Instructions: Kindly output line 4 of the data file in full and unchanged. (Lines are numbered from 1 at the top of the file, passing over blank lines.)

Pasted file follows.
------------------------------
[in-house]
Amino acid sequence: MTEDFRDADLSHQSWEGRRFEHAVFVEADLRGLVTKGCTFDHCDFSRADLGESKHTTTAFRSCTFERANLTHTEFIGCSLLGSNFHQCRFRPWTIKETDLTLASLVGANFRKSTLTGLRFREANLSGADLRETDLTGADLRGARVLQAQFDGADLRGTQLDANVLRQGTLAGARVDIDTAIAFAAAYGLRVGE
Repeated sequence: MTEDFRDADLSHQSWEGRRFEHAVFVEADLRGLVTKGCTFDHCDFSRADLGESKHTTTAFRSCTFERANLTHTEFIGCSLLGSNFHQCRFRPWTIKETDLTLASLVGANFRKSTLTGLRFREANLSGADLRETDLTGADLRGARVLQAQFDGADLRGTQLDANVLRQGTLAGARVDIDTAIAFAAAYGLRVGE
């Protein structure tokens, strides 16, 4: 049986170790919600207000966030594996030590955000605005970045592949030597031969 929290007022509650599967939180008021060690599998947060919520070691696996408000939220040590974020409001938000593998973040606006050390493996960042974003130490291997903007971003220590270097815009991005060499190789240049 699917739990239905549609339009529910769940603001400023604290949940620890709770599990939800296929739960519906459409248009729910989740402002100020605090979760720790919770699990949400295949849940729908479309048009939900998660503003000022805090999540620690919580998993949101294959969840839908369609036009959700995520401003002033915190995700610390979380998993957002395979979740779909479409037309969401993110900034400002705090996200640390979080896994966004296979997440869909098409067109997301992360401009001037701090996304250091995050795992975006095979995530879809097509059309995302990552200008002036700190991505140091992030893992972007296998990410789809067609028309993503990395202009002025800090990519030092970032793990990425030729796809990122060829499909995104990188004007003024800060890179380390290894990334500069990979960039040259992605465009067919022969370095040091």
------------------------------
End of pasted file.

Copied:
């Protein structure tokens, strides 16, 4: 049986170790919600207000966030594996030590955000605005970045592949030597031969 929290007022509650599967939180008021060690599998947060919520070691696996408000939220040590974020409001938000593998973040606006050390493996960042974003130490291997903007971003220590270097815009991005060499190789240049 699917739990239905549609339009529910769940603001400023604290949940620890709770599990939800296929739960519906459409248009729910989740402002100020605090979760720790919770699990949400295949849940729908479309048009939900998660503003000022805090999540620690919580998993949101294959969840839908369609036009959700995520401003002033915190995700610390979380998993957002395979979740779909479409037309969401993110900034400002705090996200640390979080896994966004296979997440869909098409067109997301992360401009001037701090996304250091995050795992975006095979995530879809097509059309995302990552200008002036700190991505140091992030893992972007296998990410789809067609028309993503990395202009002025800090990519030092970032793990990425030729796809990122060829499909995104990188004007003024800060890179380390290894990334500069990979960039040259992605465009067919022969370095040091």